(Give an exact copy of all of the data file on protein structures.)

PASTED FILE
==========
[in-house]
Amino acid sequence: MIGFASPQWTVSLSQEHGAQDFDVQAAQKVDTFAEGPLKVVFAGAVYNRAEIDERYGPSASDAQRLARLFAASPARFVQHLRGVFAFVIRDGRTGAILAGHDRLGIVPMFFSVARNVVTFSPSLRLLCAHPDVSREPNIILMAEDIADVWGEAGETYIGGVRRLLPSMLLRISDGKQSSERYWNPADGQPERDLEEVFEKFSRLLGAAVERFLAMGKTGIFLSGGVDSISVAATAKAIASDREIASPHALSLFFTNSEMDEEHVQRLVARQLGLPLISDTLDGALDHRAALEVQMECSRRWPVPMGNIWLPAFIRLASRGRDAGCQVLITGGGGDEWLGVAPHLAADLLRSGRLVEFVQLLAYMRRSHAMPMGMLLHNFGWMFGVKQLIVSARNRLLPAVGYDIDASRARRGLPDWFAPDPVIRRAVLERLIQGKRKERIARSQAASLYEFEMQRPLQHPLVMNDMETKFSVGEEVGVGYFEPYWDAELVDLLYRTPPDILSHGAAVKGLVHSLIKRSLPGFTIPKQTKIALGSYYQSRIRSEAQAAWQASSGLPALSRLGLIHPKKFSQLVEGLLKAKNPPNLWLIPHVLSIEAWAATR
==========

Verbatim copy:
[in-house]
Amino acid sequence: MIGFASPQWTVSLSQEHGAQDFDVQAAQKVDTFAEGPLKVVFAGAVYNRAEIDERYGPSASDAQRLARLFAASPARFVQHLRGVFAFVIRDGRTGAILAGHDRLGIVPMFFSVARNVVTFSPSLRLLCAHPDVSREPNIILMAEDIADVWGEAGETYIGGVRRLLPSMLLRISDGKQSSERYWNPADGQPERDLEEVFEKFSRLLGAAVERFLAMGKTGIFLSGGVDSISVAATAKAIASDREIASPHALSLFFTNSEMDEEHVQRLVARQLGLPLISDTLDGALDHRAALEVQMECSRRWPVPMGNIWLPAFIRLASRGRDAGCQVLITGGGGDEWLGVAPHLAADLLRSGRLVEFVQLLAYMRRSHAMPMGMLLHNFGWMFGVKQLIVSARNRLLPAVGYDIDASRARRGLPDWFAPDPVIRRAVLERLIQGKRKERIARSQAASLYEFEMQRPLQHPLVMNDMETKFSVGEEVGVGYFEPYWDAELVDLLYRTPPDILSHGAAVKGLVHSLIKRSLPGFTIPKQTKIALGSYYQSRIRSEAQAAWQASSGLPALSRLGLIHPKKFSQLVEGLLKAKNPPNLWLIPHVLSIEAWAATR